December Newsletter No. 330
Cost of living crisis
The cost of living crisis is affecting everyone but the impact is being felt to a greater extent by blind and partially sighted people due to unavoidable costs like assistive technology and support in the home.
It’s important that decision makers hear about how the cost of living crisis is affecting people with sight loss. If you are blind or partially sighted, please share your experiences with us by filling out this form (see link below).
Charity launches UK’s first ever inclusive Christmas grotto for children with vision impairment
Poor diet increases risk of vision impairment
Diet plays a major role in your eye health. Research has suggested eating a “poor diet” could increase your odds of getting eye problems by nearly 30 percent. Age-related macular degeneration, the most common cause of vision loss, is one such condition that is linked to poor diet. More details below:
Living with the challenge of sight loss
A woman has told how she coped with visual impairment and chronic fatigue to become a campaigner for disability rights. Elin Williams endured bullying in her childhood and has to pace herself to cope the debilitating condition ME.
But she has overcome these difficulties to run an award-winning lifestyle blog My Blurred World with thousands of regular readers as far as Australia.
Google’s Reading Mode app helps visually impaired people read long-form content
Google has launched a new app called Reading Mode today. It helps people with visual impairments and dyslexia read the content on the screen — especially articles.
The newly released app works on any device running Android 9.0 or above. Once you install it on your phone, you will have to turn on the toggle for the app under the Accessibility settings. This allows the app to have a floating button on the screen all the time, so you can turn any app or webpage into a more accessible version.
Hiking for visually impaired people
Hiking is great exercise and a way to get outdoors. Visually impaired writer Caroline Butterwick considers how she and other people with disabilities can make the most of hiking, and her sense of belonging in the natural world.
Scientists find strong link between macula degeneration and cardiac events
New research by the Mount Sinai Hospital has found a strong link between a specific form of age-related macular degeneration (AMD) and serious cardiovascular events. The study, published in BMJ Open Ophthalmology, is the first to identify which types of cardiovascular disease are associated with the eye disorder.
Researchers established that patients with the condition were also likely to have underlying heart damage, advanced valve disease or carotid artery disease.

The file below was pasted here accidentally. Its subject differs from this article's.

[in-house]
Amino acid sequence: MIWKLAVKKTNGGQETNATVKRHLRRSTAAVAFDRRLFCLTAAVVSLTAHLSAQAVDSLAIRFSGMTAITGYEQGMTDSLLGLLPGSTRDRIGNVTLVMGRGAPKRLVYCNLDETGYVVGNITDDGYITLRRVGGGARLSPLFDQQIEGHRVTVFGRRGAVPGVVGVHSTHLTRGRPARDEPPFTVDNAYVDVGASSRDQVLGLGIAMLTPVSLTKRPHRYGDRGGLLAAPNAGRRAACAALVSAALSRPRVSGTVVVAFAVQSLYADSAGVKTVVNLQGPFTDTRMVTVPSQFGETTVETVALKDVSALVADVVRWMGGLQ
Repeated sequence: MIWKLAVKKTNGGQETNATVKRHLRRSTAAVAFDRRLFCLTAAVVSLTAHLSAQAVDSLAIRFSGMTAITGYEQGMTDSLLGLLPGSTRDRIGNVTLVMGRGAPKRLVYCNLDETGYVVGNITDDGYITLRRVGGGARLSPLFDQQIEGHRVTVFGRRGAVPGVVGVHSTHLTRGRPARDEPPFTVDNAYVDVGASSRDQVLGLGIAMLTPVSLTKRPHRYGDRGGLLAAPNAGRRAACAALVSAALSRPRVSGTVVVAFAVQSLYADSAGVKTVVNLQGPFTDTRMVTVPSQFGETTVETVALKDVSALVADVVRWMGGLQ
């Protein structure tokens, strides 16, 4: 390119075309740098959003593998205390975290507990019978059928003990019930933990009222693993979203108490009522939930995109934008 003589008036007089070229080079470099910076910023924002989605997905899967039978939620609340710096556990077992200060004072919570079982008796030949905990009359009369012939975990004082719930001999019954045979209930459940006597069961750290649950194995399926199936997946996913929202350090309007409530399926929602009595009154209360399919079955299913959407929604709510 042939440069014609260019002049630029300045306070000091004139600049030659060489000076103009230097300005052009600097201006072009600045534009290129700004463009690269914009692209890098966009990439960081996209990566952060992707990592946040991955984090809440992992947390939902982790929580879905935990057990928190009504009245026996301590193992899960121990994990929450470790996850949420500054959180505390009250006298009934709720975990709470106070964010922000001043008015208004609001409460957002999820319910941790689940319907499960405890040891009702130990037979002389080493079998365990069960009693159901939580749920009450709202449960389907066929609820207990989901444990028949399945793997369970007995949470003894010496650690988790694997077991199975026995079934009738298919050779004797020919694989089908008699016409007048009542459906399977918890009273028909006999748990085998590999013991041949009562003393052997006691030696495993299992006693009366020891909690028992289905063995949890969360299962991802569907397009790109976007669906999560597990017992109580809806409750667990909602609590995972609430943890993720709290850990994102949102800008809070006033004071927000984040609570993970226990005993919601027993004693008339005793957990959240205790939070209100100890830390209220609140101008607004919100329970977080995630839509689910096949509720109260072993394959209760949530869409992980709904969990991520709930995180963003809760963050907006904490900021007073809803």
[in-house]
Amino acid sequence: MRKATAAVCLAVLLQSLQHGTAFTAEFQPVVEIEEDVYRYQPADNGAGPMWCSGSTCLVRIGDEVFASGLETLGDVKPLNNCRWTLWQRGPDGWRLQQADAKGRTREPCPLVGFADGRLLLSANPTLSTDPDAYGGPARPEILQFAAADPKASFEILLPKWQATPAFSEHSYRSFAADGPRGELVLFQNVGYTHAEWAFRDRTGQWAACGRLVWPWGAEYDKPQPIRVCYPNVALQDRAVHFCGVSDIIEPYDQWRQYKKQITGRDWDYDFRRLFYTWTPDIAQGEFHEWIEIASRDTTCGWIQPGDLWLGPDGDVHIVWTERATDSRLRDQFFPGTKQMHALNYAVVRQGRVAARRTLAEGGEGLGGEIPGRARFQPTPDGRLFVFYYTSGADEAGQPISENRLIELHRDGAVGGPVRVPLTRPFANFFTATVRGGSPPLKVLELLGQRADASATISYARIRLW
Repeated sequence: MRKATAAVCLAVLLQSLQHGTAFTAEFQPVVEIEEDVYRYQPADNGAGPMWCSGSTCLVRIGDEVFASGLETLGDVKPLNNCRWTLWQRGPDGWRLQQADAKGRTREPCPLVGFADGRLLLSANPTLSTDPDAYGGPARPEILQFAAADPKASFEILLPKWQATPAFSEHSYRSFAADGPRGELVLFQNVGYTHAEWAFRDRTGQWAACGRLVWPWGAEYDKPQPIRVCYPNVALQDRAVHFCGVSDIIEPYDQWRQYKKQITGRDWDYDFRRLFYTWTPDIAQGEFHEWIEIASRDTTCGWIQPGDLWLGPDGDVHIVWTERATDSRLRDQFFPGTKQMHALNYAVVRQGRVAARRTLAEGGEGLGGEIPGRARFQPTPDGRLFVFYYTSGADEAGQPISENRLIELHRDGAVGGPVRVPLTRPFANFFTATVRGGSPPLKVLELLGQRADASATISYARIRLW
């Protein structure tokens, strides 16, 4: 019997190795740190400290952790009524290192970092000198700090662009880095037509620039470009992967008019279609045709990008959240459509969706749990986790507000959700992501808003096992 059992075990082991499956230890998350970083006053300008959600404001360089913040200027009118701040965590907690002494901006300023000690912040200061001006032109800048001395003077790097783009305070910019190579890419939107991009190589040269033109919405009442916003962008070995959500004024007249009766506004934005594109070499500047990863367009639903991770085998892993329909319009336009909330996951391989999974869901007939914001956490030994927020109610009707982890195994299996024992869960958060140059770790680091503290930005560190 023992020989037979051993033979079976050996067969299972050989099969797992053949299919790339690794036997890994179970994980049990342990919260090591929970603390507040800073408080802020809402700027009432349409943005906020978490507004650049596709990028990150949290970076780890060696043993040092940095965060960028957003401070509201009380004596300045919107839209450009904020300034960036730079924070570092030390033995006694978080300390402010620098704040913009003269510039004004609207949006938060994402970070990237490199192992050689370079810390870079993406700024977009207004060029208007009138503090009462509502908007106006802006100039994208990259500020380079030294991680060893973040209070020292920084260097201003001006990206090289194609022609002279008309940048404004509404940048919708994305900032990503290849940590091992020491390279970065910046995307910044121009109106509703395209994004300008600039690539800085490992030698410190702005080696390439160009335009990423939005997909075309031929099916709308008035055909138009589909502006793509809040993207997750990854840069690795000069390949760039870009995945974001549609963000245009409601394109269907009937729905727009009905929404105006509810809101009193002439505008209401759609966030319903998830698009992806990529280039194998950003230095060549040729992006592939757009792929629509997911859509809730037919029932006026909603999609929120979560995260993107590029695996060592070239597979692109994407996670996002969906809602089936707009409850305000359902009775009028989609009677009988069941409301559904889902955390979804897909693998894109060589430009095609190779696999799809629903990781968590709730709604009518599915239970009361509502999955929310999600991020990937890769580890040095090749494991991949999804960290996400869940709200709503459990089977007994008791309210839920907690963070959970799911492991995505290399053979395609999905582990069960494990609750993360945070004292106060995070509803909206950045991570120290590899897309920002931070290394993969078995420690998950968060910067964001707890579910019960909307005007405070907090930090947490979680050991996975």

Prevent diabetes from impacting your vision
Diabetic retinopathy is a condition where blood vessels in the retina swell and leak fluid, causing vision loss. The longer you live with diabetes, the higher your chances are of developing diabetic retinopathy. But many do not realise their sight is being affected until they begin to lose their vision. Keys to managing diabetes include:
- Keep blood pressure and cholesterol low through low sugar and low sodium diets
- Exercise and maintain an active routine to stay heathy.
- Maintain yearly eye exams to help address the condition before severe vision loss occurs.
How NaviLens helps people with sight loss get the information they need
NaviLens has been designed specifically to enable blind and partially sighted people to be able to access and locate information and interact with the environment around them. NaviLens is free and easy to use. The app works on both the Android and Apple operating systems and is completely accessible.
The app is used to get information from optical codes which can be placed on anything from buildings to packaging materials.
Each optical code, called a NaviLens code, is surrounded by a white boarder encompassing a smaller black boarder which surrounds a five-by-five grid pattern of individual squares. Each of these squares are coloured either cyan, magenta, yellow or black.
NaviLens codes can be read by a smartphone camera and do not require any power or transmit any signal. The size of the code determines how easy it is to detect; the larger the code the further away it can be detected.
By pointing your phone camera in the general direction you want to scan, the NaviLens app can recognise NaviLens codes in the vicinity. It does this without the need to focus on the code or know exactly where it is situated. Information is then presented both visually, audibly and through haptics; effectively through touch.
Can AI smart glasses make blind people more independent?
Using AI-powered smart glasses can improve personal independence for visually impaired people, according to one blind user of the technology.
Stuart Beveridge, who is visually impaired and has been blind since birth, relies on his guide dog around the clock.
But since 2020, he has been using smart glasses with software which can take a photo and describe his surroundings. It can also connect him with loved ones who can access his video vision.
“I’m actually doing a lot more on my own,” Mr Beveridge said.